Keeping communities informed about schools during COVID-19
Suggestions from SREB task force, communications experts

Blog post

How can states, districts and schools keep clear lines of communication open with their families and students as schools plan for reopening this fall?

“Communication is a critical aspect to getting our schools reopened,” said SREB President Stephen Pruitt, “for parents to feel comfortable with bringing their kids back to school.”

That message was the focus of a June 16 webinar for SREB K-12 Education Recovery Task Force members. Experts from Widmeyer Communications, a firm in Washington, D.C. with a history of work with education groups, offered guidance for state leaders and educators on the task force. The firm provided this service pro bono.

The best advice for state leaders and educators: Be clear, honest, and caring—and stay in touch even when you don’t have all the answers yet, the experts suggested.

A few additional tips from the experts’ presentation:

  1. Make communications a priority. When making decisions at the state or local level, have your communications advisors at the table. They can help you identify which audiences you want to reach, and the best ways to share information with them.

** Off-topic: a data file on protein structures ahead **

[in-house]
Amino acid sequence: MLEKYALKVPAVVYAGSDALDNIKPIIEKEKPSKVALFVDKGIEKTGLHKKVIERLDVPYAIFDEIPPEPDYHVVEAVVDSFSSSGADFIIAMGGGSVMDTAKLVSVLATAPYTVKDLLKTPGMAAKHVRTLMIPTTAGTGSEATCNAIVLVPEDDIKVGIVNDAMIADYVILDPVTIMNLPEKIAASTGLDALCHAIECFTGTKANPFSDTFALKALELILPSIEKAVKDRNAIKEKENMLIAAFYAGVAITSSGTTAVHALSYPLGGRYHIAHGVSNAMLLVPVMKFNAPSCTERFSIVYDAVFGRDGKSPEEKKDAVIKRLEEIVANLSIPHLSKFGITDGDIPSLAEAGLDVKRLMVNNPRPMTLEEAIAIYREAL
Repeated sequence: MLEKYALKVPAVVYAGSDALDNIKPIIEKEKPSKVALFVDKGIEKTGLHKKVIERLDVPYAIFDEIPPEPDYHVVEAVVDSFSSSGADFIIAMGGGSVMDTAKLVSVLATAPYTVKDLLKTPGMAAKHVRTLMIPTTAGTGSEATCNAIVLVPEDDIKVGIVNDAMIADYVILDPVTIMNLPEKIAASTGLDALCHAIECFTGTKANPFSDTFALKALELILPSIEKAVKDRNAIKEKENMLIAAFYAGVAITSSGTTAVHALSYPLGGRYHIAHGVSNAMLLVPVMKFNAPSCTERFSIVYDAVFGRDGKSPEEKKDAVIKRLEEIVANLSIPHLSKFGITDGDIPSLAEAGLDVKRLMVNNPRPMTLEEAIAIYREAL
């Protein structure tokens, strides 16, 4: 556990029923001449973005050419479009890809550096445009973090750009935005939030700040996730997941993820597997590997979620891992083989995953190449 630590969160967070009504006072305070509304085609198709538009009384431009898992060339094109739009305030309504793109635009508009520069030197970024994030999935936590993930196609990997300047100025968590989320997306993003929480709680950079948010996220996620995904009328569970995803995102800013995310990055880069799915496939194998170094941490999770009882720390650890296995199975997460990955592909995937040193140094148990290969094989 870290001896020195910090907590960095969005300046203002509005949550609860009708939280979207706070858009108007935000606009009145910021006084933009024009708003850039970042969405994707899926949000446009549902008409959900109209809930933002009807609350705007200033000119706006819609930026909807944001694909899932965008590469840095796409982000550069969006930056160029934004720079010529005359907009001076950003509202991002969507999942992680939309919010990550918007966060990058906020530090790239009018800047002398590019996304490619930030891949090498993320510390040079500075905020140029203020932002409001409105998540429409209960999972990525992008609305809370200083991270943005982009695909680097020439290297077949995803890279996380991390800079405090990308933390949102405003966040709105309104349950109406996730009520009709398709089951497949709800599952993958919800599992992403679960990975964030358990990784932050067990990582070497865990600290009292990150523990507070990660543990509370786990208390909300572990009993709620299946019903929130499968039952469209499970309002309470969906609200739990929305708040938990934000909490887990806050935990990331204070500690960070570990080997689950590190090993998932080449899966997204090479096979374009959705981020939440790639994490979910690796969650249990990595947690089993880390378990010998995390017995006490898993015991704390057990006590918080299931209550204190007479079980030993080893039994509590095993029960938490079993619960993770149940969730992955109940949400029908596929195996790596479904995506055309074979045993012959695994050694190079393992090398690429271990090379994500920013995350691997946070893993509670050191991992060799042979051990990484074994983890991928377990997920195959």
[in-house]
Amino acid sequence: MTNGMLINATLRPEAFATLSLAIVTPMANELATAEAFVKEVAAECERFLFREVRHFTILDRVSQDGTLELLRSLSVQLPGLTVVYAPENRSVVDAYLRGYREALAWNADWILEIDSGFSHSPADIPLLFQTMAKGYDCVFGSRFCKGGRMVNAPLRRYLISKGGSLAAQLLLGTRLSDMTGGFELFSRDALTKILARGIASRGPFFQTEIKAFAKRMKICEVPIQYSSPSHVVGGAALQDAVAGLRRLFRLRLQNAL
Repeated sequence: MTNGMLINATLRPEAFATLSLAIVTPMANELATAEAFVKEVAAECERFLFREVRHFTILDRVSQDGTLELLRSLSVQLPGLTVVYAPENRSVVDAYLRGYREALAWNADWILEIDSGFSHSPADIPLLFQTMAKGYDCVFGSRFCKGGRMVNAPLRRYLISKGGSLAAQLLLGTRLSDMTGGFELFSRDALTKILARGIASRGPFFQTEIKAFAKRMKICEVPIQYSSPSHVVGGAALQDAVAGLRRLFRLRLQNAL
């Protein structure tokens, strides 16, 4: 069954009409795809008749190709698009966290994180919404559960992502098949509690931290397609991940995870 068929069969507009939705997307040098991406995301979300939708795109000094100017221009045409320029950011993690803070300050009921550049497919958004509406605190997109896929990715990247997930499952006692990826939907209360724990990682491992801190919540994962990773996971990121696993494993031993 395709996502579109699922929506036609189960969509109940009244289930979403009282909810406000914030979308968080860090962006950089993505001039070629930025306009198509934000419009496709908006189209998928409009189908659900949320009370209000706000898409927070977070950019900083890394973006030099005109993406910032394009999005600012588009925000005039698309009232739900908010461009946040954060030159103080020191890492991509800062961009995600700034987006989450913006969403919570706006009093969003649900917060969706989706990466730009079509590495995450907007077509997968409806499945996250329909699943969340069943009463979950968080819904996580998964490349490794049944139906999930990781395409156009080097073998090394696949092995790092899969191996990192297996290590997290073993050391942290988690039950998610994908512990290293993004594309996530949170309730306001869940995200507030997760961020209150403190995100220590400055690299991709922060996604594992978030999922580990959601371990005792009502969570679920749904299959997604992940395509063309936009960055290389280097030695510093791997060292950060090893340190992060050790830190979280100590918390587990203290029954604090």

2. Lead with empathy. Be informative but friendly. Everyone has been through a lot. Some families have lost loved ones, faced sickness, or struggle with food insecurity, job losses or loss of child care. Use care as you provide information on school openings and the new rules to follow.
  3. It’s OK to say, “We don’t know yet.” If you don’t know, say so. But if you can, say how you’re working on an issue and when you’ll know more.
  4. Repeat your key messages. People often miss an e-mail, text message or flyers. In a crisis, it’s good practice to repeat the most important information.
  5. Ask for help from voices in the community. Seek out teachers’ groups, clergy, businesses, media personalities or neighborhood leaders to help get the word out. Invite them to a virtual chat over coffee.
  6. Communication goes both ways. Let families and voice their concerns and share ideas. Parents and the community should be able to reach someone directly by phone or e-mail.

For more information on the reopening of schools, see the SREB K-12 Education Recovery Task Force playbook (a work in progress).